Achill-henge is a concrete modern structure on Achill Island off the northwest coast of Co Mayo. Achill-henge is over 4 metres (13 ft) high and 100 metres (330 ft) in circumference. It consists of a circle of 30 concrete columns topped by a ring of stone. It’s not a replica of any ancient structure and does not pretend to be. It does not pretend to be anything other than what it is and love it or hate it, it is certainly impresive and is a scuptoral huge feat. Achill-henge was constructed over a weekend in November 2011 by Joe McNamara, a property developer and convicted criminal. A team of workers hauled the large concrete slabs up the hill and sank them in the bog. Mayo County Council requested a court order to force McNamara to remove the edifice as it had been built without planning permission. McNamara claimed that the structure was exempt from planning rules as an “ornamental garden”. Theresa McDonald, Director of the Achill Archaeological Field School, also raised objections on the grounds that the structure may be less than 500 m (1,600 ft) from a Bronze-Age archaeological site. The High Court required McNamara to cease further work on the site, and, as he was found to be in breach of this, he was jailed for three days for contemp of court. The Court referred the planning decision toAn Bord Pleanala, which in July 2012 upheld the Council’s decision. Some local people have expressed admiration for the work as a feat of engineering, and a newspaper poll found a majority of locals in support of keeping the structure. On 8 January 2012, it was featured as part of the Prime Time programme on RTE 1 in Ireland.

Achill Henge is still standing as of August 2021.

A shame the henge wasn’t being very well looked after and is now covered in graffitti, a sad sign of our times. Of course it had been a place of power, of immense energy (pyramid energy) and even had a connection to the metaphysical realms; hence why we were there…

As always on these quests, it is what lies beneath that is important

 https://en.wikipedia.org/wiki/Achill-henge

Grail Bloodline Connection:

  • John Fordham (1823 – 1895) (Collooney. Sligo) Had a particular interest (4 x GGF)

 

Dooega: Dumha Éige (anglicised Dooega) is an old fishing village in the south west of Achill Island on the west coast of Ireland in County Mayo. It is in the Gaeltacht and is the home of  Colaiste Acla. The scenic area is part of the Achill Atlantic Drive. Dumha Éige/Dooega has a Blue Flag beach, a church, a pub and a guest house. We were there to round off the day and to relax before our long drive to our next digs. Dooega Beach is a small and sheltered beach set in a small coastal inlet at the south west tip of the Minnaun cliffs, located on the south side of Achill Island and is perfect for summer sunbathing due to its south facing location. It is within the Keel Machair/Minaun cliffs Special Area of Conservation. The beach and surrounding area is habitat rich in birds, plants and insects and is a special area for protection and conservation. The beach backs onto low grasslands and the old fishing village of Dooega, one of the last native language speaking villages on Achill; its a lovely bay with a very ‘old fashioned’ feel to it. Going way back in time it was home to one of the very first settlements of mankind on this planet.

https://en.wikipedia.org/wiki/Dooega

Chilling out before our big drive to our next digs, but sad to leave this special island, forever wondering as to what could be under those waves…

Grail Bloodline Connections:

  • John Fordham (1823 – 1895) (Collooney. Sligo) He had a particular interest (4 x GGF)

 

Day Ten: 8th July: Galway Cathedral. Galway: (or it’s rather lovely full name of Cathedral of Our Lady Assumed into Heaven and St Nicholas, Galway). (Irish language: Ard-Eaglais Mhaighdean na Deastógála agus Naomh Nioclás), commonly known as Galway Cathedral, is a Roman Catholic cathedral and one of the largest and most impressive buildings in the city of Galway, although in the past not always liked by everyone.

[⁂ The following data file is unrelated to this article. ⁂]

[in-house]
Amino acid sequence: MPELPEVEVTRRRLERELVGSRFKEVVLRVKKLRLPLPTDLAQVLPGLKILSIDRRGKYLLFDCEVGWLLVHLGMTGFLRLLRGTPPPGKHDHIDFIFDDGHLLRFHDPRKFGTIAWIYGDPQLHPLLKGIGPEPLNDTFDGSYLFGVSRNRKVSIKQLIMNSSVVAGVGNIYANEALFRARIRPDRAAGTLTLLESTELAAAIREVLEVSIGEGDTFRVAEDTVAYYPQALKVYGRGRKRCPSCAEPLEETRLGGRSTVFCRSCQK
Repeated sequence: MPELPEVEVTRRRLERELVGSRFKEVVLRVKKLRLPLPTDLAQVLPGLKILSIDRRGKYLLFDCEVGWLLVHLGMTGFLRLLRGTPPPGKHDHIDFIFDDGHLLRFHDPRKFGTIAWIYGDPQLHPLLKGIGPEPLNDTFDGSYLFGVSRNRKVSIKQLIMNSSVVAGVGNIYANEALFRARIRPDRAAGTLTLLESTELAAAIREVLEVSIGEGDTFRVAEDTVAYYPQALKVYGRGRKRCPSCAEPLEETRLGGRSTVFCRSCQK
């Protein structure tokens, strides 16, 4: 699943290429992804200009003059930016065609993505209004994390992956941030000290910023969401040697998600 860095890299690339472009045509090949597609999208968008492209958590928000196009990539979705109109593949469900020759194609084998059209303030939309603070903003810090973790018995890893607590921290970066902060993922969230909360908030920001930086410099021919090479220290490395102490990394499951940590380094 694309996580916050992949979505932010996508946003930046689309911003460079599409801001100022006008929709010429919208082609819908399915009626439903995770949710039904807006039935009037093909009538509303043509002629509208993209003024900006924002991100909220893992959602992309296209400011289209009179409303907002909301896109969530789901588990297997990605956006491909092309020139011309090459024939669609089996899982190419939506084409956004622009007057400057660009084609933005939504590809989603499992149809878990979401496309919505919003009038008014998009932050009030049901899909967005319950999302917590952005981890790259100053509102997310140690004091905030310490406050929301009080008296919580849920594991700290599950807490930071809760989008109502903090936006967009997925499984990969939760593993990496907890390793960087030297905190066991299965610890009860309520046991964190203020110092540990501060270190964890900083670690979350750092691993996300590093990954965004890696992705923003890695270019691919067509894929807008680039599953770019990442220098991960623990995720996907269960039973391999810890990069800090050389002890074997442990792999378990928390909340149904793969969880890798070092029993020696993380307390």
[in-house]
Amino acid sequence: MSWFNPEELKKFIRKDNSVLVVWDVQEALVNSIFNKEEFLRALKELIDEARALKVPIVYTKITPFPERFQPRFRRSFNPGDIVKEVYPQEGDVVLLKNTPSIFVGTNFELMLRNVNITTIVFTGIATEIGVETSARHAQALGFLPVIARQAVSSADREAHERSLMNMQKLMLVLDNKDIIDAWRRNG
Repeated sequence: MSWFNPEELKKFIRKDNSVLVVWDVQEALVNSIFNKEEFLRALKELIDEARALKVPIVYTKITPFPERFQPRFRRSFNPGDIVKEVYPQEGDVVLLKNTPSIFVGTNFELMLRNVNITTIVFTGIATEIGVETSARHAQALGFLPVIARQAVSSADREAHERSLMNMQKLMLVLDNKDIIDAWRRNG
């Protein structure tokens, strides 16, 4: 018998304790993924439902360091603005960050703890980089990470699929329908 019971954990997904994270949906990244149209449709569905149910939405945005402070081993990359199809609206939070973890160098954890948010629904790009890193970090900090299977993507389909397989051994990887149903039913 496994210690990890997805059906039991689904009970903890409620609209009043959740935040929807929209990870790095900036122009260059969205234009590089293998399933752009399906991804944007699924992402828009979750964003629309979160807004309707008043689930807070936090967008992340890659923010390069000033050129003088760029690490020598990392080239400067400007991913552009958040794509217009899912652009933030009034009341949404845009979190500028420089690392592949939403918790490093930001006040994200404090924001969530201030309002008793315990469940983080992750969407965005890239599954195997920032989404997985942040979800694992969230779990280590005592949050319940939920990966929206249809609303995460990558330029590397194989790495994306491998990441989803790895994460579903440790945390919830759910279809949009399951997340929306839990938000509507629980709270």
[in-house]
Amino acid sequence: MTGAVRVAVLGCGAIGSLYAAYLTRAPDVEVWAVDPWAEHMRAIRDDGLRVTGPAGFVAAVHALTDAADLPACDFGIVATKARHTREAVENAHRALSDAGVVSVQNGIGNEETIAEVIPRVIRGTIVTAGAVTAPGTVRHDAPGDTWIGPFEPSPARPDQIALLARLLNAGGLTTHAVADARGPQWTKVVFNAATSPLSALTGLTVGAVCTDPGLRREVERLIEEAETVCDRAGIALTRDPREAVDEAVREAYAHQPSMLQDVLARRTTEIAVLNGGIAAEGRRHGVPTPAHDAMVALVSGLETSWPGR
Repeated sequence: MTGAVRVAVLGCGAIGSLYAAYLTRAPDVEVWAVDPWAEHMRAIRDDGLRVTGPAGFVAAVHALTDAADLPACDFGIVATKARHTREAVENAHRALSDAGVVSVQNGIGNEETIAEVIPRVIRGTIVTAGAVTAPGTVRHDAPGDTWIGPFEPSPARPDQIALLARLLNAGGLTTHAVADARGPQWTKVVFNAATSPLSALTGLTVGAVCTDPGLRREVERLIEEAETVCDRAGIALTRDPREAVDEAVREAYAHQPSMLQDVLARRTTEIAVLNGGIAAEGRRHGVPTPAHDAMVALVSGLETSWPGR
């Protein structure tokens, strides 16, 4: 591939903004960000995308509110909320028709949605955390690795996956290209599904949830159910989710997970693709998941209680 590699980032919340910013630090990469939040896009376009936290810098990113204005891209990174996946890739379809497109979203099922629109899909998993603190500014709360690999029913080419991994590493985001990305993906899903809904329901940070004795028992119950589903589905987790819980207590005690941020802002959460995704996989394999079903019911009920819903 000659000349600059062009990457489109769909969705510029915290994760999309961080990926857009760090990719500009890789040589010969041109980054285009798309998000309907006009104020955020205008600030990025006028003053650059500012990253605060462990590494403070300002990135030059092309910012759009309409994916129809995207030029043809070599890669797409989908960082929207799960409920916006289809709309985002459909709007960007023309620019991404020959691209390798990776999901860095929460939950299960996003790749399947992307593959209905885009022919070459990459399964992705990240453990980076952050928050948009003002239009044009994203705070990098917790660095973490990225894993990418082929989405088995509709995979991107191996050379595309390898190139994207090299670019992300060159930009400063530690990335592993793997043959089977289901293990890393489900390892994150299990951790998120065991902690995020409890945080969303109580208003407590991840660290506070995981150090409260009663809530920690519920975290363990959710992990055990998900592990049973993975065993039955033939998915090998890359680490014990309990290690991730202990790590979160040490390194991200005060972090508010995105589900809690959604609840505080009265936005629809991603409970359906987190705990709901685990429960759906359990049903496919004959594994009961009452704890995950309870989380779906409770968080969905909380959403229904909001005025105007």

Galway is a very vibrant lively city, full of street art, resturants, pubs and lots of old interesting streets – and of course the magificant cathedral. It is in the West of Ireland in the province of Connacht. It lies on the River Corrib between Lough Corrib and Galway bay, with a population at the 2016 Census of 79,934. Located near an earlier settlement, Galway grew around a fortification built by the King of Connacht in 1124. A municipal charter, received in 1484, allowed for the citizens of the then walled city to form a council and mayoralty. Controlled largely by a group of merchant families, the Tribes of Galway, the city grew into a trading port. Following a period of decline, as of the 21st century, the city is a tourist destination and is known for hosting numerous festivals, celebrations and events.

The city’s name comes from the Irish name Gaillimh, which formed the western boundary of the earliest settlement, Dún Gaillimhe “Fort Gaillimh”. (Mythical and alternative derivations of the name are given in History of Galway. Historically, the name was Anglicised as Galliv or Gallive, closer to the Irish pronunciation. The city’s name in Latin is Galvia. Residents of the city are referred to as Galwegians. The city also bears the nickname “City of the Tribes” (Irish: Cathair na dTreabh) because of the fourteen merchant families called the “tribes of Galway”who led the city in its Hiberno-Norman period.

https://en.wikipedia.org/wiki/Galway

Construction of the cathedral began in 1958 on the site of the old city prison. It was completed in 1965, making it the last great stone cathedral to be built in Europe. It was dedicated, jointly, to Our Lady Assumed into Heaven and to St Nicholas. A very modern cathedral then, it was opened on 15 August 1965. The architect of the cathedral was John J. Robinson who had previously designed many churches in Dublin and around the country. The architecture of the cathedral draws on many influences. The dome and pillars reflect a Renaissance style. Other features, including the rose windows and mosiacs, echo the broad tradition of Christian art, yet not only christain art, the cathedral is full of deeply symbolic art, that not everyone would know the meanings too and one often has to look twice for hidden in the art are many significant meanings to true history on earth. The cathedral dome, at a height of 44.2 metres (145 ft), is a prominent landmark on the city skyline. The beautiful connemara marble was used in the construction of the cathedral, on the floors.

https://en.wikipedia.org/wiki/Cathedral_of_Our_Lady_Assumed_into_Heaven_and_St_Nicholas,_Galway